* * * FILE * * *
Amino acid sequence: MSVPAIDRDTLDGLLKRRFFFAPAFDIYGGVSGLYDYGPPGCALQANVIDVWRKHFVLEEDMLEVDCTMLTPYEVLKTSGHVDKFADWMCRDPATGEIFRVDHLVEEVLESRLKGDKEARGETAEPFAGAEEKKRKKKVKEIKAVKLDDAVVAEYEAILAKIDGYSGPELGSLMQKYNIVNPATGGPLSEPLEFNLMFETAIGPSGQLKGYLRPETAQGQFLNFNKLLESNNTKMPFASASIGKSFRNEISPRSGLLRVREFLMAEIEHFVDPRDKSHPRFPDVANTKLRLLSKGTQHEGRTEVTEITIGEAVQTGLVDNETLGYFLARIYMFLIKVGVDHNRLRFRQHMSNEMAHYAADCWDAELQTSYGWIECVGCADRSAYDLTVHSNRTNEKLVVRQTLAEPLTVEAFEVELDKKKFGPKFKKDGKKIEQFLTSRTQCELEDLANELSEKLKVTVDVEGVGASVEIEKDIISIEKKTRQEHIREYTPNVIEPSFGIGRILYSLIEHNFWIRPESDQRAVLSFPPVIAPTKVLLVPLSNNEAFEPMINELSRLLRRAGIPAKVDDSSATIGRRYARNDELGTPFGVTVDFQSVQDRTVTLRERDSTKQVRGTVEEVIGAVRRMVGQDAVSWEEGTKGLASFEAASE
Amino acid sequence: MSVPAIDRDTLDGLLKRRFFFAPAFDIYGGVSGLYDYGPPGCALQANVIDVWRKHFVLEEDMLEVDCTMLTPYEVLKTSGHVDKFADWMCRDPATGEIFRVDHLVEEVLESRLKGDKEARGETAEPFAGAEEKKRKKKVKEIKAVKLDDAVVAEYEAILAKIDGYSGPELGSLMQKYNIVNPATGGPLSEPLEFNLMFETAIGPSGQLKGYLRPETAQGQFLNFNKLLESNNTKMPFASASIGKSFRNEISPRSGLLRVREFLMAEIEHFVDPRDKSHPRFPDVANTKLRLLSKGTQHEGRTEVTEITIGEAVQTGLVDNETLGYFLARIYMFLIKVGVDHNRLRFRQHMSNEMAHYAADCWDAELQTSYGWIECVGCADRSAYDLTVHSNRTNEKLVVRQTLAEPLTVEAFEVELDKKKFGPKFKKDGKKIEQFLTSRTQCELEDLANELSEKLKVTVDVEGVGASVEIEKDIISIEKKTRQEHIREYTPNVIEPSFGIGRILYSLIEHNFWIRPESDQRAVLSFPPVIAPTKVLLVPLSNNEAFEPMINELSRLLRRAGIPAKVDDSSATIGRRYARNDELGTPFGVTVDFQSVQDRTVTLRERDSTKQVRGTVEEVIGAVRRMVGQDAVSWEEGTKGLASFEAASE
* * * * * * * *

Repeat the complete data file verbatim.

Amino acid sequence: MSVPAIDRDTLDGLLKRRFFFAPAFDIYGGVSGLYDYGPPGCALQANVIDVWRKHFVLEEDMLEVDCTMLTPYEVLKTSGHVDKFADWMCRDPATGEIFRVDHLVEEVLESRLKGDKEARGETAEPFAGAEEKKRKKKVKEIKAVKLDDAVVAEYEAILAKIDGYSGPELGSLMQKYNIVNPATGGPLSEPLEFNLMFETAIGPSGQLKGYLRPETAQGQFLNFNKLLESNNTKMPFASASIGKSFRNEISPRSGLLRVREFLMAEIEHFVDPRDKSHPRFPDVANTKLRLLSKGTQHEGRTEVTEITIGEAVQTGLVDNETLGYFLARIYMFLIKVGVDHNRLRFRQHMSNEMAHYAADCWDAELQTSYGWIECVGCADRSAYDLTVHSNRTNEKLVVRQTLAEPLTVEAFEVELDKKKFGPKFKKDGKKIEQFLTSRTQCELEDLANELSEKLKVTVDVEGVGASVEIEKDIISIEKKTRQEHIREYTPNVIEPSFGIGRILYSLIEHNFWIRPESDQRAVLSFPPVIAPTKVLLVPLSNNEAFEPMINELSRLLRRAGIPAKVDDSSATIGRRYARNDELGTPFGVTVDFQSVQDRTVTLRERDSTKQVRGTVEEVIGAVRRMVGQDAVSWEEGTKGLASFEAASE
Amino acid sequence: MSVPAIDRDTLDGLLKRRFFFAPAFDIYGGVSGLYDYGPPGCALQANVIDVWRKHFVLEEDMLEVDCTMLTPYEVLKTSGHVDKFADWMCRDPATGEIFRVDHLVEEVLESRLKGDKEARGETAEPFAGAEEKKRKKKVKEIKAVKLDDAVVAEYEAILAKIDGYSGPELGSLMQKYNIVNPATGGPLSEPLEFNLMFETAIGPSGQLKGYLRPETAQGQFLNFNKLLESNNTKMPFASASIGKSFRNEISPRSGLLRVREFLMAEIEHFVDPRDKSHPRFPDVANTKLRLLSKGTQHEGRTEVTEITIGEAVQTGLVDNETLGYFLARIYMFLIKVGVDHNRLRFRQHMSNEMAHYAADCWDAELQTSYGWIECVGCADRSAYDLTVHSNRTNEKLVVRQTLAEPLTVEAFEVELDKKKFGPKFKKDGKKIEQFLTSRTQCELEDLANELSEKLKVTVDVEGVGASVEIEKDIISIEKKTRQEHIREYTPNVIEPSFGIGRILYSLIEHNFWIRPESDQRAVLSFPPVIAPTKVLLVPLSNNEAFEPMINELSRLLRRAGIPAKVDDSSATIGRRYARNDELGTPFGVTVDFQSVQDRTVTLRERDSTKQVRGTVEEVIGAVRRMVGQDAVSWEEGTKGLASFEAASE